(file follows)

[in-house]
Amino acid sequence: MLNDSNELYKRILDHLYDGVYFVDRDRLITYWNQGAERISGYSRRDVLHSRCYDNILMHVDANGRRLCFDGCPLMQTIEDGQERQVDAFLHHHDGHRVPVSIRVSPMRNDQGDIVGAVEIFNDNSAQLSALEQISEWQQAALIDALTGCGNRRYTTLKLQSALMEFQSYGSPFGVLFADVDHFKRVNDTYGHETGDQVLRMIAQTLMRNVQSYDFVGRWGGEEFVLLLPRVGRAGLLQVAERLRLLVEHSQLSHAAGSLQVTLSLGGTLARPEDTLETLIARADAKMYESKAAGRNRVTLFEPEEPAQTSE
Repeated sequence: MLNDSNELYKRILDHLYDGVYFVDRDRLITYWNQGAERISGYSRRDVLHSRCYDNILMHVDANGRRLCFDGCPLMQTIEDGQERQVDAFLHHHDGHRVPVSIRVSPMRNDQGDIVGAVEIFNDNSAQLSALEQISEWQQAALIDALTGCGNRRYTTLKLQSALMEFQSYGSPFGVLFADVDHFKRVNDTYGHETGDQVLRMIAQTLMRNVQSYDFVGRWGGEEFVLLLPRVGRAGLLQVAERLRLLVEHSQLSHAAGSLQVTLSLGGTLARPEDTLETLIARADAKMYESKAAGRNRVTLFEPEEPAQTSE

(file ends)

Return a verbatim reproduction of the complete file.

[in-house]
Amino acid sequence: MLNDSNELYKRILDHLYDGVYFVDRDRLITYWNQGAERISGYSRRDVLHSRCYDNILMHVDANGRRLCFDGCPLMQTIEDGQERQVDAFLHHHDGHRVPVSIRVSPMRNDQGDIVGAVEIFNDNSAQLSALEQISEWQQAALIDALTGCGNRRYTTLKLQSALMEFQSYGSPFGVLFADVDHFKRVNDTYGHETGDQVLRMIAQTLMRNVQSYDFVGRWGGEEFVLLLPRVGRAGLLQVAERLRLLVEHSQLSHAAGSLQVTLSLGGTLARPEDTLETLIARADAKMYESKAAGRNRVTLFEPEEPAQTSE
Repeated sequence: MLNDSNELYKRILDHLYDGVYFVDRDRLITYWNQGAERISGYSRRDVLHSRCYDNILMHVDANGRRLCFDGCPLMQTIEDGQERQVDAFLHHHDGHRVPVSIRVSPMRNDQGDIVGAVEIFNDNSAQLSALEQISEWQQAALIDALTGCGNRRYTTLKLQSALMEFQSYGSPFGVLFADVDHFKRVNDTYGHETGDQVLRMIAQTLMRNVQSYDFVGRWGGEEFVLLLPRVGRAGLLQVAERLRLLVEHSQLSHAAGSLQVTLSLGGTLARPEDTLETLIARADAKMYESKAAGRNRVTLFEPEEPAQTSE